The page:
Iranian state TV broadcast a statement last night by the woman sentenced to death by stoning for adultery, in which she described herself as a "sinner". Appearing on TV for the third time since her case caught the world's attention, Sakineh Mohammadi Ashtiani, 43, also accused Mina Ahadi, an activist of the German-based International Committee Against Stoning (Icas), of spreading her story around the world. The report also broadcast purported statements by two men whose faces were blurred. State TV identified them as Ashtiani's son, Sajjad Qaderzadeh, 22, and her lawyer, Houtan Kian, both of whom were arrested last month.
Iranian authorities arrested another three lawyers yesterday as they returned to Iran from Turkey. Sara Sabbaghian, Maryam Kianersi and Maryam Karbasi were arrested at Imam Khomeini Airport on unspecified charges, Majzoban-e Noor website reported.
Sabbaghian is said to be involved in the defence of detained Iranian blogger, Hossein Ronaghi and Kinaersi was on the defence team of Kobra Najjar who was saved from a death by stoning sentence two years ago.
The Violence is Not our Culture Campaign (VNC) and Women Living Under Muslim Laws (WLUML) are deeply concerned over the continued denial of human rights in Iran in light of the Sakineh Mohammadi Ashtiani case. Lack of due process and the right to a fair trial, arbitrary detention, torture, and restrictions of freedom of information, of the press, and of association sadly constitute the status quo in the Islamic Republic.
The Katharine & George Alexander Law Prize brings recognition to lawyers who have used their legal careers to help alleviate injustice and inequity. The 2010 Award winner is Shadi Sadr, Iranian Human Rights and Women's Rights lawyer, and WLUML Council Member. The Committee selected Shadi Sadr because of her ceaseless dedication to championing the cause of Iranian women and risking her freedom to defend those who are wrongfully accused and imprisoned. Below is the text of Sadr's acceptance speech at Santa Clara University in California on 11 November.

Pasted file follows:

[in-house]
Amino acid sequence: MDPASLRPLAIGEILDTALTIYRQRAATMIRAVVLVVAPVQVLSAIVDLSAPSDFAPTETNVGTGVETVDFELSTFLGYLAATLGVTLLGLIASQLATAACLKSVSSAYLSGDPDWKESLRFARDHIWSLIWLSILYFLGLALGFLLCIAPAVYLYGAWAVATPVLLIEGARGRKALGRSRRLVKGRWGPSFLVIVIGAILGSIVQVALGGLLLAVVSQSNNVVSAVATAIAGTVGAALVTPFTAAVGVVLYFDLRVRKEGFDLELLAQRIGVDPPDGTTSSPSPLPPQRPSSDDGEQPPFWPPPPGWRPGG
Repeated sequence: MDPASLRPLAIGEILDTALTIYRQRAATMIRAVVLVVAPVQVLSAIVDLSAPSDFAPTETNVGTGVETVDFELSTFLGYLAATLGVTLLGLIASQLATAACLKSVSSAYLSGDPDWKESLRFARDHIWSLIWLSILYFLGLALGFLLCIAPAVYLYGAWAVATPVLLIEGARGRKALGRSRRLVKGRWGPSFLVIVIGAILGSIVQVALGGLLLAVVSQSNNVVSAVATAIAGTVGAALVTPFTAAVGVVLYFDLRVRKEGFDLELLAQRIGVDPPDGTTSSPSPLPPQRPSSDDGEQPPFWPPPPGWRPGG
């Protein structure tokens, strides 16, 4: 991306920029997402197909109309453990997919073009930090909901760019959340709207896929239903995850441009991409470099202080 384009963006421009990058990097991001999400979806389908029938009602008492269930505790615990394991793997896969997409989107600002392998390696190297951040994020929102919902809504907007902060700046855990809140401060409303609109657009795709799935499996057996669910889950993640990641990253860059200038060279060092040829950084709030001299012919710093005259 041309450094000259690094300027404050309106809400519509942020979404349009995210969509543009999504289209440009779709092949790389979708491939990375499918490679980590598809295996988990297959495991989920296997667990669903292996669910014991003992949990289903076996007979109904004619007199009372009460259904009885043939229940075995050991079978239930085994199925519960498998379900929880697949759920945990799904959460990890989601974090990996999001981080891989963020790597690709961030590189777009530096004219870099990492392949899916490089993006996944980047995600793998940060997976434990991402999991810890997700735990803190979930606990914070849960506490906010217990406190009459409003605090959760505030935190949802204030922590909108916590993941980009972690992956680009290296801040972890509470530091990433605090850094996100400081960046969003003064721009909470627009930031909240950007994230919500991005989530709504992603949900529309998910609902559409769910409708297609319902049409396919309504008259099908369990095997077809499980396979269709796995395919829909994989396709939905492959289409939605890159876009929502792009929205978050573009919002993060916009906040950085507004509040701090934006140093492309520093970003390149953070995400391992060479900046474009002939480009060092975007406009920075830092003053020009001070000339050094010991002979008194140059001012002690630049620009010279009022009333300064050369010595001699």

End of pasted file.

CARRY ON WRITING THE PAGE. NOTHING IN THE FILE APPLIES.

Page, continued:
Iran failed Wednesday to secure a seat on the board running the new UN super agency for women in the face of a fierce diplomatic onslaught against its rights record. Saudi Arabia, criticised for refusing even to let women drive, got an automatic seat and rights groups said they will now seek to put the spotlight on the Islamic kingdom's record. Four UN agencies were merged this year to set up UN Women, with a 500-million-dollar budget per year, under the leadership of former Chilean president Michelle Bachelet.
Iranian human rights activists are calling on the international community not to ignore human rights violations in Iran during their planned talkslater this week. Iran has agreed to 5+1 talks (UN permanent members and Germany) as proposed by the European Union's high representative on foreign affairs, Catherine Ashton. Of "utmost urgency" is the case of the Iranian human rights lawyer, Nasrin Sotudeh, who has been on hunger strike in the notorious Evin prison since 28 September. Her husband says her condition is deteriorating and she has lost a lot of weight. Although Sotudeh briefly broke her hunger strike in October she has been refusing food again. For over a week she has also refused water.
With the increasing pressures the maneuvering room for human rights defenders and human rights lawyers is becoming greatly constrained. Vivid examples of these pressures include some of the following: the closure and prevention of the activities of the Defenders of Human Rights Center, the repeal of accreditation of lawyers to practice law, the arrest of human rights defenders and lawyers.
As Iranian President Mahmoud Ahmadinejad visited the U.N. General Assembly in New York last month, the spotlight was once again on Iran. And true to form, the Iranian president made his fair share of provocative statements for the Western media. But while Ahmadinejad's mercurial rants captured our media's attention, back in Iran a coordinated strategy against the women's movement continued. On the eve of Ahmadinejad's arrival to New York, Shiva Nazar Ahari, a prominent young female defender of human rights, received a heavy sentence of six years in prison on charges including the vague crime of "waging war against God" -- a convenient catch-all offense for anyone who criticizes the regime and its human rights record.
Following publication of news about Nasrin Sotoudeh’s hunger strike in prison and her interrogations under duress, Shirin Ebadi, head of the Defenders of Human Rights Center, told the International Campaign for Human Rights in Iran that she is appealing to the world to object to the Sotoudeh’s arrest in order to help her. Ebadi also said she is deeply concerned about Sotoudeh’s health conditions.
Masih Alinejad, an Iranian journalist, writes Christiane Amanpour, the broadcast journalist of America's ABC News who interviewed Mahmoud Ahmadinejad this week. Originally in Rah-e-Sabz and translated by Hasty Pezhman: